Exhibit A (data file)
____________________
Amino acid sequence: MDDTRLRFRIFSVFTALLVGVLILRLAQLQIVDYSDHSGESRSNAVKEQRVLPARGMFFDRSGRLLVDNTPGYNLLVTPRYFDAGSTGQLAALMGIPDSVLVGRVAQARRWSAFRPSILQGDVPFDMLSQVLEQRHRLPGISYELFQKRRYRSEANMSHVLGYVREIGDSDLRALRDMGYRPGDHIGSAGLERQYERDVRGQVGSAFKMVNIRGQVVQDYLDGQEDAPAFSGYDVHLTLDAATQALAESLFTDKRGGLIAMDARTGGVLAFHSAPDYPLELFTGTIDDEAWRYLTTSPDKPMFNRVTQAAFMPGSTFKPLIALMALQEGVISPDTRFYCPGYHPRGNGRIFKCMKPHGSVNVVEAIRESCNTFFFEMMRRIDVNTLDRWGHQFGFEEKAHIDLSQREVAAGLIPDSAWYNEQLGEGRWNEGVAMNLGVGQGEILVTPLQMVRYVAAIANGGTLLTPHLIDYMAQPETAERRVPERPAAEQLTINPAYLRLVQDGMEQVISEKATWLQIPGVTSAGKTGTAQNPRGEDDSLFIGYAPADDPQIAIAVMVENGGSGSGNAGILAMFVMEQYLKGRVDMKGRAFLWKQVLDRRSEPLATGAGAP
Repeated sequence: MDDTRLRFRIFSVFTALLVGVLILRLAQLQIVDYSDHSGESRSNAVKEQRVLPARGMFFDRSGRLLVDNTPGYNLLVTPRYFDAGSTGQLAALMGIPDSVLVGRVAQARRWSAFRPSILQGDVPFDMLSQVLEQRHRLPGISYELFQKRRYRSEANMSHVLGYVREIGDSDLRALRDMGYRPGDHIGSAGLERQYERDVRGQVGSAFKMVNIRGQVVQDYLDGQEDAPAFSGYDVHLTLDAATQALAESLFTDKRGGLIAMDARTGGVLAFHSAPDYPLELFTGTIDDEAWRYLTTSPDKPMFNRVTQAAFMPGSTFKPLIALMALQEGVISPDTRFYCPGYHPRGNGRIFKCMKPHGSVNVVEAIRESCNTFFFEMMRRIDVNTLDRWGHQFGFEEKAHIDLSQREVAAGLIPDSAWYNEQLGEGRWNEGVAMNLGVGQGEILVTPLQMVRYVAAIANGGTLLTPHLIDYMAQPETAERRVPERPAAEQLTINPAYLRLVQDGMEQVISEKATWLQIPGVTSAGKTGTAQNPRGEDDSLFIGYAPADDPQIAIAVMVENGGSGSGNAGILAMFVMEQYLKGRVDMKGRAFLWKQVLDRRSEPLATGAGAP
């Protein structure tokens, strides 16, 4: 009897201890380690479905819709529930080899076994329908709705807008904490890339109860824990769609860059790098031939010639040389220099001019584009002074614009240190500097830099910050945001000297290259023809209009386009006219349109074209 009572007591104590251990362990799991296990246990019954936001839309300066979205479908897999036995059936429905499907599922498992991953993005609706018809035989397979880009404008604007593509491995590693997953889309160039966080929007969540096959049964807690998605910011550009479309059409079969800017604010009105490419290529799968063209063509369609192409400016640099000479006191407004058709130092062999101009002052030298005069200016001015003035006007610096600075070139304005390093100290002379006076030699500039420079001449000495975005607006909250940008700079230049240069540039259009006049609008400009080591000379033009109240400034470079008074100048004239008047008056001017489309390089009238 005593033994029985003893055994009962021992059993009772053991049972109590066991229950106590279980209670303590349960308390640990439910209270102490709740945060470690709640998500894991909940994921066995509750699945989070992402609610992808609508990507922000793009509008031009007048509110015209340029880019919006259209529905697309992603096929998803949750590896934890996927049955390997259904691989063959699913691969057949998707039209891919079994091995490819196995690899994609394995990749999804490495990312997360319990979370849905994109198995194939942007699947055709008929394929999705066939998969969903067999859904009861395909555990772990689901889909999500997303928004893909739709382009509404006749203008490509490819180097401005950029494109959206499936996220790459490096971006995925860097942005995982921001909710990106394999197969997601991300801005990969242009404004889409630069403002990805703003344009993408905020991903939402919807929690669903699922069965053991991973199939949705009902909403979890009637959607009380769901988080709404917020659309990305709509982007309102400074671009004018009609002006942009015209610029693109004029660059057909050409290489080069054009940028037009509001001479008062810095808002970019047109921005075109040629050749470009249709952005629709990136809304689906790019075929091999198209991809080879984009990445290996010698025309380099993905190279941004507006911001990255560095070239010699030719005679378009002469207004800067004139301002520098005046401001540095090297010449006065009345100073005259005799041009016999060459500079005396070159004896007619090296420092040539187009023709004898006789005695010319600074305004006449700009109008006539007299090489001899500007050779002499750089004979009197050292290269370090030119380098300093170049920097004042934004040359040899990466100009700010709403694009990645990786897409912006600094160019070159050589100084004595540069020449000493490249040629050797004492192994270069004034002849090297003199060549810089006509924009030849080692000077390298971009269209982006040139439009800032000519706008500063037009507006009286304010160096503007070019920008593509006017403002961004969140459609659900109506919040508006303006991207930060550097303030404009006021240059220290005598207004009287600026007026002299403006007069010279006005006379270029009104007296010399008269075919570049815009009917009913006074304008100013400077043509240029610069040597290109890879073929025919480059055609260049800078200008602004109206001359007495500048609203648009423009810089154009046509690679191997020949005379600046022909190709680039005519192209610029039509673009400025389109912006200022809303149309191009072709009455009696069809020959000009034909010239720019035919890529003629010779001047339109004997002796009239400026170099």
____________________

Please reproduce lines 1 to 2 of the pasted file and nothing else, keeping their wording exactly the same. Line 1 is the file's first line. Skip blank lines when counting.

Amino acid sequence: MDDTRLRFRIFSVFTALLVGVLILRLAQLQIVDYSDHSGESRSNAVKEQRVLPARGMFFDRSGRLLVDNTPGYNLLVTPRYFDAGSTGQLAALMGIPDSVLVGRVAQARRWSAFRPSILQGDVPFDMLSQVLEQRHRLPGISYELFQKRRYRSEANMSHVLGYVREIGDSDLRALRDMGYRPGDHIGSAGLERQYERDVRGQVGSAFKMVNIRGQVVQDYLDGQEDAPAFSGYDVHLTLDAATQALAESLFTDKRGGLIAMDARTGGVLAFHSAPDYPLELFTGTIDDEAWRYLTTSPDKPMFNRVTQAAFMPGSTFKPLIALMALQEGVISPDTRFYCPGYHPRGNGRIFKCMKPHGSVNVVEAIRESCNTFFFEMMRRIDVNTLDRWGHQFGFEEKAHIDLSQREVAAGLIPDSAWYNEQLGEGRWNEGVAMNLGVGQGEILVTPLQMVRYVAAIANGGTLLTPHLIDYMAQPETAERRVPERPAAEQLTINPAYLRLVQDGMEQVISEKATWLQIPGVTSAGKTGTAQNPRGEDDSLFIGYAPADDPQIAIAVMVENGGSGSGNAGILAMFVMEQYLKGRVDMKGRAFLWKQVLDRRSEPLATGAGAP
Repeated sequence: MDDTRLRFRIFSVFTALLVGVLILRLAQLQIVDYSDHSGESRSNAVKEQRVLPARGMFFDRSGRLLVDNTPGYNLLVTPRYFDAGSTGQLAALMGIPDSVLVGRVAQARRWSAFRPSILQGDVPFDMLSQVLEQRHRLPGISYELFQKRRYRSEANMSHVLGYVREIGDSDLRALRDMGYRPGDHIGSAGLERQYERDVRGQVGSAFKMVNIRGQVVQDYLDGQEDAPAFSGYDVHLTLDAATQALAESLFTDKRGGLIAMDARTGGVLAFHSAPDYPLELFTGTIDDEAWRYLTTSPDKPMFNRVTQAAFMPGSTFKPLIALMALQEGVISPDTRFYCPGYHPRGNGRIFKCMKPHGSVNVVEAIRESCNTFFFEMMRRIDVNTLDRWGHQFGFEEKAHIDLSQREVAAGLIPDSAWYNEQLGEGRWNEGVAMNLGVGQGEILVTPLQMVRYVAAIANGGTLLTPHLIDYMAQPETAERRVPERPAAEQLTINPAYLRLVQDGMEQVISEKATWLQIPGVTSAGKTGTAQNPRGEDDSLFIGYAPADDPQIAIAVMVENGGSGSGNAGILAMFVMEQYLKGRVDMKGRAFLWKQVLDRRSEPLATGAGAP